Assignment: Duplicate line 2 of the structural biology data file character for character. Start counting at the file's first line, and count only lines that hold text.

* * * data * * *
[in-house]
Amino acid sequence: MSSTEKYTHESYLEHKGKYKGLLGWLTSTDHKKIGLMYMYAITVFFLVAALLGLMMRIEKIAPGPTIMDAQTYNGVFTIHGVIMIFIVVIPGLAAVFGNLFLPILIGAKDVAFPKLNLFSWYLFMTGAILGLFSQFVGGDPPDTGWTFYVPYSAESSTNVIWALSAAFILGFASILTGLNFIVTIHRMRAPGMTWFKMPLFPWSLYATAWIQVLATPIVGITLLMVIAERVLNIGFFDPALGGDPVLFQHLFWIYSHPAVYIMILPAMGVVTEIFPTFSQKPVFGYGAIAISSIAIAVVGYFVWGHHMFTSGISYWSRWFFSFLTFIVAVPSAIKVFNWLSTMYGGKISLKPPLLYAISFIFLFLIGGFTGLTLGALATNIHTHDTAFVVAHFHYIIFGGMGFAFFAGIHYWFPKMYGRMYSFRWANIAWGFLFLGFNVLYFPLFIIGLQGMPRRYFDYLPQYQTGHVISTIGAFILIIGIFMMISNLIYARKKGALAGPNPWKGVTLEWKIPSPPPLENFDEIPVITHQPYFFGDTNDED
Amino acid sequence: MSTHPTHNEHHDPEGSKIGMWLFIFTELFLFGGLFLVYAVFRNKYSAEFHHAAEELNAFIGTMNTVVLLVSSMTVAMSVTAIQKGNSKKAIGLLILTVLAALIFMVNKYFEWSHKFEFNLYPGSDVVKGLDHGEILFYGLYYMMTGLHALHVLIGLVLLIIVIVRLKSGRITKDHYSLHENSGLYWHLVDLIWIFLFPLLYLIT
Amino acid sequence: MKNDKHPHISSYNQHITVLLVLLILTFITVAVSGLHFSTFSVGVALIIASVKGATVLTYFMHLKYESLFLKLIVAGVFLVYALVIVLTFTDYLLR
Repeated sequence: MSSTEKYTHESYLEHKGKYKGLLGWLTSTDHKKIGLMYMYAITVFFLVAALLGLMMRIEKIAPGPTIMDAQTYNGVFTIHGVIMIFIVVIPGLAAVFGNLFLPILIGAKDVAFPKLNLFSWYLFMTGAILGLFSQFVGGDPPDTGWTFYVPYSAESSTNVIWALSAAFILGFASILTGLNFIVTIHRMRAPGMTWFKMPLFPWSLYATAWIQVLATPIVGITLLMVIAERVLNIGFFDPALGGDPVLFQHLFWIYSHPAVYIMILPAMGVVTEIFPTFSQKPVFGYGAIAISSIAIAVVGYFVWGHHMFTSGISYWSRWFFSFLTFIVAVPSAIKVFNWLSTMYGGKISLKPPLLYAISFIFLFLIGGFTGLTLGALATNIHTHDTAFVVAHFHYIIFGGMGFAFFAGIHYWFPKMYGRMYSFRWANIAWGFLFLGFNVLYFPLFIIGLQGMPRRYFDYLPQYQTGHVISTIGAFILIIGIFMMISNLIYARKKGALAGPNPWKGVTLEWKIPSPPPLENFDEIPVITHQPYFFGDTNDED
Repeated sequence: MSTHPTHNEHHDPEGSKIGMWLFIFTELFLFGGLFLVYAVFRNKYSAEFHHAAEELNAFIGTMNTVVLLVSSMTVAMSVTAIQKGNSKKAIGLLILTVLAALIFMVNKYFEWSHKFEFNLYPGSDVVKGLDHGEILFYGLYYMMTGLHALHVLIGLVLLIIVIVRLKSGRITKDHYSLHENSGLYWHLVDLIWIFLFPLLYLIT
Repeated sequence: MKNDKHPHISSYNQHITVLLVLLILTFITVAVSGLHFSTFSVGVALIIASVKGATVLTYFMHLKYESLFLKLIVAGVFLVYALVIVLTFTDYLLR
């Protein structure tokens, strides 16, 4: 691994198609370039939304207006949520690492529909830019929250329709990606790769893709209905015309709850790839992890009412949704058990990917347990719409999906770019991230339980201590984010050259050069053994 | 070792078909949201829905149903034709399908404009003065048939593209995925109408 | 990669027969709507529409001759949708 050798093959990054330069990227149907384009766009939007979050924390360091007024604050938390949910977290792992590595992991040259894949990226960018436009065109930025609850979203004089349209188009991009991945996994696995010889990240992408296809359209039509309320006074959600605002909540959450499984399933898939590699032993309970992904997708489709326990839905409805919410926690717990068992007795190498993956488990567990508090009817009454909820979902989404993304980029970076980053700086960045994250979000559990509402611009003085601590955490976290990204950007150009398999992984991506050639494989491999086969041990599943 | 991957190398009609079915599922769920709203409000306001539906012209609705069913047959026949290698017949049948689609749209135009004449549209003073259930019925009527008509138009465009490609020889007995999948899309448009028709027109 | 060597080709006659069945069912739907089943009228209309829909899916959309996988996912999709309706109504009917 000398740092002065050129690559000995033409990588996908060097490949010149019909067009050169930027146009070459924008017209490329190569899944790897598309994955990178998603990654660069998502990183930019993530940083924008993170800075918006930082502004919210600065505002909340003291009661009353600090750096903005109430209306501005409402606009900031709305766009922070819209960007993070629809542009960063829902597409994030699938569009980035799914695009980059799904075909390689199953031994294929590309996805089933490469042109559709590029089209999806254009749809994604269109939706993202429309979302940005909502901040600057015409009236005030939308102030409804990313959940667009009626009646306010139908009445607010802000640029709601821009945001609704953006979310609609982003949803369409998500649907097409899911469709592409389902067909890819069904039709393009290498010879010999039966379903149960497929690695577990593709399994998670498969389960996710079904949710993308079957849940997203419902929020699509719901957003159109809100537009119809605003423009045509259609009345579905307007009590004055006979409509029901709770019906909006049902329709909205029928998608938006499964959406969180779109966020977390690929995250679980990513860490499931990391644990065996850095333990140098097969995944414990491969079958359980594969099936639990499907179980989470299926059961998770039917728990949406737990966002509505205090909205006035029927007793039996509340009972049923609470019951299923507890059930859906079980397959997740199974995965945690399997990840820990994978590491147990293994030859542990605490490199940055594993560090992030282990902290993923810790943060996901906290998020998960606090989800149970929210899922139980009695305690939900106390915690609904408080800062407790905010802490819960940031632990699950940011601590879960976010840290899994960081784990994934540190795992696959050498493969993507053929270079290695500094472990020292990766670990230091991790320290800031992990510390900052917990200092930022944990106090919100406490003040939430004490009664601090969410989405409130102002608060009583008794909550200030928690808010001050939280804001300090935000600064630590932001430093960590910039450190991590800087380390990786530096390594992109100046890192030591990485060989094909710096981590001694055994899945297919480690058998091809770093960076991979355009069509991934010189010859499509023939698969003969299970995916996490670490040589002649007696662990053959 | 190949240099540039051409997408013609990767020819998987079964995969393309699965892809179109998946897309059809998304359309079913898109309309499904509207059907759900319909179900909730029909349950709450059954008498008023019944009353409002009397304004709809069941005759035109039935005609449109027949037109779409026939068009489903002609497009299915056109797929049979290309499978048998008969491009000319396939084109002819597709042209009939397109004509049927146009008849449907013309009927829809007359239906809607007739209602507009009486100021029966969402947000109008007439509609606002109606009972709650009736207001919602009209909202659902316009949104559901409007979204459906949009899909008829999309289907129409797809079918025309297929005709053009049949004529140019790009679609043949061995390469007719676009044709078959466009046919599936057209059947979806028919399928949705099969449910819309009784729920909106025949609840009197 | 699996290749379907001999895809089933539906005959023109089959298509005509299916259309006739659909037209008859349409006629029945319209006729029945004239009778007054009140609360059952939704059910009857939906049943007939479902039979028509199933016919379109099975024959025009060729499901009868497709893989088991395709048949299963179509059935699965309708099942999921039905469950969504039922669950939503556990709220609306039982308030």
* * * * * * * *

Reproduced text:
Amino acid sequence: MSSTEKYTHESYLEHKGKYKGLLGWLTSTDHKKIGLMYMYAITVFFLVAALLGLMMRIEKIAPGPTIMDAQTYNGVFTIHGVIMIFIVVIPGLAAVFGNLFLPILIGAKDVAFPKLNLFSWYLFMTGAILGLFSQFVGGDPPDTGWTFYVPYSAESSTNVIWALSAAFILGFASILTGLNFIVTIHRMRAPGMTWFKMPLFPWSLYATAWIQVLATPIVGITLLMVIAERVLNIGFFDPALGGDPVLFQHLFWIYSHPAVYIMILPAMGVVTEIFPTFSQKPVFGYGAIAISSIAIAVVGYFVWGHHMFTSGISYWSRWFFSFLTFIVAVPSAIKVFNWLSTMYGGKISLKPPLLYAISFIFLFLIGGFTGLTLGALATNIHTHDTAFVVAHFHYIIFGGMGFAFFAGIHYWFPKMYGRMYSFRWANIAWGFLFLGFNVLYFPLFIIGLQGMPRRYFDYLPQYQTGHVISTIGAFILIIGIFMMISNLIYARKKGALAGPNPWKGVTLEWKIPSPPPLENFDEIPVITHQPYFFGDTNDED